The Four Thirds System is a standard created by Olympus and Kodak for digital SLR camera design and development.
The system provides a standard which, with digital cameras and lenses available from multiple manufacturers, allows for the interchange of lenses and bodies from different manufacturers. Companies developing 4:3 cameras and/or lenses are Fuji, Kodak, Leica (Leica Digilux 3), Olympus, Panasonic, Sanyo, Sigma. See www.4-3system.com
A further development in this was Micro Four Thirds Systems.
FF (Full Frame)
In sensors full frame usually refers to sensors the size of a full 24x36mm frame where one capture the same frame size as with 35mm film. The "full frame" technically deifinition thouhg is a sensor that camtures the full frame in one go (as the early sensors as in Leica S1 scanned the image/senor over a period of time).
Refers to the maximum lens aperture - usually f2.5 . The name was apparently taken from the name of lens designer Professor Max Berek's dog. See Leica History article.
Sub-manufacturer of lenses. Has made certain lenses for Leitz, Carl Zeiss, etc.
LEItz CAmera. Founded 1849 in Wetzlar, Germany
a tube or ring attached to the front of a camera lens to prevent unwanted light from reaching the film.
ORIGIN Old English hod; related to Dutch hoed, German Hut 'hat,' also to hat .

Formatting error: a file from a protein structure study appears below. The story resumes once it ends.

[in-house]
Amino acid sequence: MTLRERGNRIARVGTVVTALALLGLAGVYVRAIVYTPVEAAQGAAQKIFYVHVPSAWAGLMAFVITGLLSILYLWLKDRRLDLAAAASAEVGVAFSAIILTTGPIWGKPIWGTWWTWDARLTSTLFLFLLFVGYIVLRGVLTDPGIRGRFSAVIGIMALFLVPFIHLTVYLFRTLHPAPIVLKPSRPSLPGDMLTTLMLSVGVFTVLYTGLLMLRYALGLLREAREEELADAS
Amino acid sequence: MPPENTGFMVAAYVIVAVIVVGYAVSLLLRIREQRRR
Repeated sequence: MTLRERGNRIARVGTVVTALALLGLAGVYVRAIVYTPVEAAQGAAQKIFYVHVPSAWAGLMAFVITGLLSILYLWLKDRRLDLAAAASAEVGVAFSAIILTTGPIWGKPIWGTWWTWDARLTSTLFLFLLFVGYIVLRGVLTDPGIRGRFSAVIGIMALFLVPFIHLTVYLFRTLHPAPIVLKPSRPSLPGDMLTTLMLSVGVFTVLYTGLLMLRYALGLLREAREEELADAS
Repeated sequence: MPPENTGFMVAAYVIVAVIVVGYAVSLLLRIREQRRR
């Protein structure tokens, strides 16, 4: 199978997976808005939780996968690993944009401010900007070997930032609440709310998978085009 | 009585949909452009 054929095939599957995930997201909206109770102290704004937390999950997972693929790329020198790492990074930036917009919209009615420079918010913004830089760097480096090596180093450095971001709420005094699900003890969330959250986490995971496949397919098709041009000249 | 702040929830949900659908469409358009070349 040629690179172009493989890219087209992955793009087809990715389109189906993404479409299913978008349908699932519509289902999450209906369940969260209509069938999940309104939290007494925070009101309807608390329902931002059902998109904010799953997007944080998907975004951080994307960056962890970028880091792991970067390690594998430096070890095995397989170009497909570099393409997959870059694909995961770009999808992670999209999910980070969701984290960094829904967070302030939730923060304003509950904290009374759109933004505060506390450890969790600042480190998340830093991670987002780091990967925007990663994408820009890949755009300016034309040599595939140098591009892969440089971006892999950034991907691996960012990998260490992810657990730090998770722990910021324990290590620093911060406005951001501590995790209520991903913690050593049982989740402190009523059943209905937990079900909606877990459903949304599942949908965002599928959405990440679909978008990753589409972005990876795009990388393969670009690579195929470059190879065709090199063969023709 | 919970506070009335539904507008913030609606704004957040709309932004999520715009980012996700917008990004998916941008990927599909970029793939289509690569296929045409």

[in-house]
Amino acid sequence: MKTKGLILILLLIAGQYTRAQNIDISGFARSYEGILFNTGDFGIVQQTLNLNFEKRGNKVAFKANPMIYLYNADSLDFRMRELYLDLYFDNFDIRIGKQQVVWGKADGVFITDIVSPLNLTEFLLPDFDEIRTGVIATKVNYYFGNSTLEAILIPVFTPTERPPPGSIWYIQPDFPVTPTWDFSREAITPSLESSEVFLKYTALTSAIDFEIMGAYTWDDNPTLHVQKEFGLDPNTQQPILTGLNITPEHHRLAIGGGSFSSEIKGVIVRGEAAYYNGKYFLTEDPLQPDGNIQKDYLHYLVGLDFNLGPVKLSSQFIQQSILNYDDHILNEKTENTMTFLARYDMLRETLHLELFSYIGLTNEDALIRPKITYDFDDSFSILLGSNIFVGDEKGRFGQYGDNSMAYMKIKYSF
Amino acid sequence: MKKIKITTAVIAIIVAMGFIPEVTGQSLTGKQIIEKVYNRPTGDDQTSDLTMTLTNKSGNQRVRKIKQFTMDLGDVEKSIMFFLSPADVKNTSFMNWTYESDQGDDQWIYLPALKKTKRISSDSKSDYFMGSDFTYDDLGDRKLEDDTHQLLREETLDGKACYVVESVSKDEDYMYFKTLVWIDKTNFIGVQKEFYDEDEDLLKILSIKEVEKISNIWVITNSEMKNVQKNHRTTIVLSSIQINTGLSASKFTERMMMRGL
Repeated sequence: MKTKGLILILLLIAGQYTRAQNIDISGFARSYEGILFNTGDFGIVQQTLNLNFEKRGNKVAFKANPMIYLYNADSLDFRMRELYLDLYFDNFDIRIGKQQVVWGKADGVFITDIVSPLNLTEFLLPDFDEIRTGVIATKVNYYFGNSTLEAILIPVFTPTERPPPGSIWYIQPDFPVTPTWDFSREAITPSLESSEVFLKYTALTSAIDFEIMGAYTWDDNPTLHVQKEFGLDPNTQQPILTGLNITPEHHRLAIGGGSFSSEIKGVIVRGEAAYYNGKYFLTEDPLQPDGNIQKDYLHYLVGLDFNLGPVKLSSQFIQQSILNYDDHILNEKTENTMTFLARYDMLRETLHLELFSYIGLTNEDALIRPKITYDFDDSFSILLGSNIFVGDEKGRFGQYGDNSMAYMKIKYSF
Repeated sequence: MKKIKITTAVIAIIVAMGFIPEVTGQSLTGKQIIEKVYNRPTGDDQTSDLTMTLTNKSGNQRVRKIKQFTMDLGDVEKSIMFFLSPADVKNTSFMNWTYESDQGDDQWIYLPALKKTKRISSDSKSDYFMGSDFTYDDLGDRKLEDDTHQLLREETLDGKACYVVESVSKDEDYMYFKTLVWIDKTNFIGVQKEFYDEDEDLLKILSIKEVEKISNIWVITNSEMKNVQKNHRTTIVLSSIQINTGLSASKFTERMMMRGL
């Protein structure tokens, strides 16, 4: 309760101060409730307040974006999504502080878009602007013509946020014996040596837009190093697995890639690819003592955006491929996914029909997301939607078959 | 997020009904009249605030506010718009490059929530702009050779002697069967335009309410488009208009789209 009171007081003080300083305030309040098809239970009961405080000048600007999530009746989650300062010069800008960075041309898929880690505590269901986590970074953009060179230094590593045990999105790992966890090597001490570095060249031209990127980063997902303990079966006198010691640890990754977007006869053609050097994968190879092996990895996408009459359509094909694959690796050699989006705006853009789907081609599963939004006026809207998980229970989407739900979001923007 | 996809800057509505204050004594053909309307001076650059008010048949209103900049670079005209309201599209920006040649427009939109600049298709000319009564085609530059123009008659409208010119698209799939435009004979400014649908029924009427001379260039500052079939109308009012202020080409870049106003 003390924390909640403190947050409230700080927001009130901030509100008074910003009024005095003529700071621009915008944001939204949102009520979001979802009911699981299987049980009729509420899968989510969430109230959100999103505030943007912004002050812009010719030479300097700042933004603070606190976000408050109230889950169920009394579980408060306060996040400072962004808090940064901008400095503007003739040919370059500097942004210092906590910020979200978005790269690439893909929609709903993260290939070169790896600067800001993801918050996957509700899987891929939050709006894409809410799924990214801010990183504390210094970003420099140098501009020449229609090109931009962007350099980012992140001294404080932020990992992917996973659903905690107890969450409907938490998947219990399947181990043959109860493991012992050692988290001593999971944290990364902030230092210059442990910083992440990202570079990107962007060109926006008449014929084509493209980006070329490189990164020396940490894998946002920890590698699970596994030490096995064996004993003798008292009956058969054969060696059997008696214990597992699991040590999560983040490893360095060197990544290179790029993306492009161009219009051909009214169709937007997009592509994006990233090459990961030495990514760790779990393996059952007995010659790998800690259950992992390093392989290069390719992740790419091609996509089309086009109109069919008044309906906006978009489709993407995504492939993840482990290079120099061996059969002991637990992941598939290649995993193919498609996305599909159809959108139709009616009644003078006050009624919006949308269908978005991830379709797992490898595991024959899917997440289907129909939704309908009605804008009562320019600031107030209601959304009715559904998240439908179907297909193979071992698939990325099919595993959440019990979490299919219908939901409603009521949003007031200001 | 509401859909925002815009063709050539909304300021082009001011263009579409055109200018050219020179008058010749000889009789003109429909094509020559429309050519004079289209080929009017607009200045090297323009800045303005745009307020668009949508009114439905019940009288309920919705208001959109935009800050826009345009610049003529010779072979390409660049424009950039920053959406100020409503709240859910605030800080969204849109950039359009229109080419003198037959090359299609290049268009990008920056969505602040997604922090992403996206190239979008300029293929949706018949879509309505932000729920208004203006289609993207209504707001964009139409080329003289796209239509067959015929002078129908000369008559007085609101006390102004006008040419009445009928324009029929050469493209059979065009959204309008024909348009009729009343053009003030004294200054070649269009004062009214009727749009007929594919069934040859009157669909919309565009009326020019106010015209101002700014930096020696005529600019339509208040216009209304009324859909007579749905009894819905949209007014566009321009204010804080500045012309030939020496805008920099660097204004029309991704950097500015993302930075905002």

(as in "M3", "M6", "M7" etc.)
… stands for "Messucher", which is German for "Viewfinder". The "3" in M3 was chosen because of the three bright line finders for the 50, 90 and 135 mm lenses. Later the numbers of the M cameras were more or less chosen to follow each other.
"Meßsucher". It is always correctly written with the "ß". There are technically not three "s", rather the "ß" and one "s" because it is a word constructed by the combining of two precise words.
M-body evolution in chronological order:
M3 - MP - M2 - M1 - MD - MDA - M4 - M5 - CL - MD-2 - M4-2 - M4-P - M6 - M6 TTL - M7 - MP - M8 - M8.2 - M9 - M9-P - MM - ME (Type 220) - Leica M (Type 240) .
Mandler, Dr. Walter (1922 - 2005)
Legendary Leica lens designer. Read more in Leica History.
Stands (also) for Mechanical Perfection (Leica MP).
MF (Medium Format)
Number, on this site Leica catalog numbers or order numbers. Some the numbers changed depending on the number of cams in the lens: The Elmarit-R f2.8/135mm started life as No. 11 111, however when fitted with 2 cams for the SL became No. 11 211, yet another No. for the 3 cams lens and a fourth number for 3 cam only at the end of its life. Number changes also applied to M lenses depending on whether they were screw-thread, bayonet or for M3 with “spectacles”.
Thus the No. in this list is a guideline but not a comlete list of existing catalog numbers.